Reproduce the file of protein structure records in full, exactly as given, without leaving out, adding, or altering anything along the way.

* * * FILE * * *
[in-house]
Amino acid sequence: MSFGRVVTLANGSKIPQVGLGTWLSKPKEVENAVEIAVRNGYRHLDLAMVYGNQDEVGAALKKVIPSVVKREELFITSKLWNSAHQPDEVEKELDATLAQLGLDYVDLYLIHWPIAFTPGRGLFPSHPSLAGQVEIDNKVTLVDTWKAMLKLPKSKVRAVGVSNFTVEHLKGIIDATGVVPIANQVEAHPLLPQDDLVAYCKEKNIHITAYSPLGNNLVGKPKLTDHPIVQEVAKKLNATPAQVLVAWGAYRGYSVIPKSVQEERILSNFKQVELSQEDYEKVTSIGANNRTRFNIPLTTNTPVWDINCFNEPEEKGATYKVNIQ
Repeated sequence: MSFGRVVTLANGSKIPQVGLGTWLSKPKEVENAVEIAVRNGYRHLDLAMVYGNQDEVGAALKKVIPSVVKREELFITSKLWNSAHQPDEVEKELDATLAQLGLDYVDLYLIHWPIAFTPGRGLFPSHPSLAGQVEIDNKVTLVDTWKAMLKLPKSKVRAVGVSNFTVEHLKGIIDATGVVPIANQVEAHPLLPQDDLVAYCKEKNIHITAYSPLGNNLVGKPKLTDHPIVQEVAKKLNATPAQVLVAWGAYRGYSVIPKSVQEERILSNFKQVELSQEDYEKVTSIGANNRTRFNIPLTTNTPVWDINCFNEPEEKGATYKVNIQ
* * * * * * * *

[in-house]
Amino acid sequence: MSFGRVVTLANGSKIPQVGLGTWLSKPKEVENAVEIAVRNGYRHLDLAMVYGNQDEVGAALKKVIPSVVKREELFITSKLWNSAHQPDEVEKELDATLAQLGLDYVDLYLIHWPIAFTPGRGLFPSHPSLAGQVEIDNKVTLVDTWKAMLKLPKSKVRAVGVSNFTVEHLKGIIDATGVVPIANQVEAHPLLPQDDLVAYCKEKNIHITAYSPLGNNLVGKPKLTDHPIVQEVAKKLNATPAQVLVAWGAYRGYSVIPKSVQEERILSNFKQVELSQEDYEKVTSIGANNRTRFNIPLTTNTPVWDINCFNEPEEKGATYKVNIQ
Repeated sequence: MSFGRVVTLANGSKIPQVGLGTWLSKPKEVENAVEIAVRNGYRHLDLAMVYGNQDEVGAALKKVIPSVVKREELFITSKLWNSAHQPDEVEKELDATLAQLGLDYVDLYLIHWPIAFTPGRGLFPSHPSLAGQVEIDNKVTLVDTWKAMLKLPKSKVRAVGVSNFTVEHLKGIIDATGVVPIANQVEAHPLLPQDDLVAYCKEKNIHITAYSPLGNNLVGKPKLTDHPIVQEVAKKLNATPAQVLVAWGAYRGYSVIPKSVQEERILSNFKQVELSQEDYEKVTSIGANNRTRFNIPLTTNTPVWDINCFNEPEEKGATYKVNIQ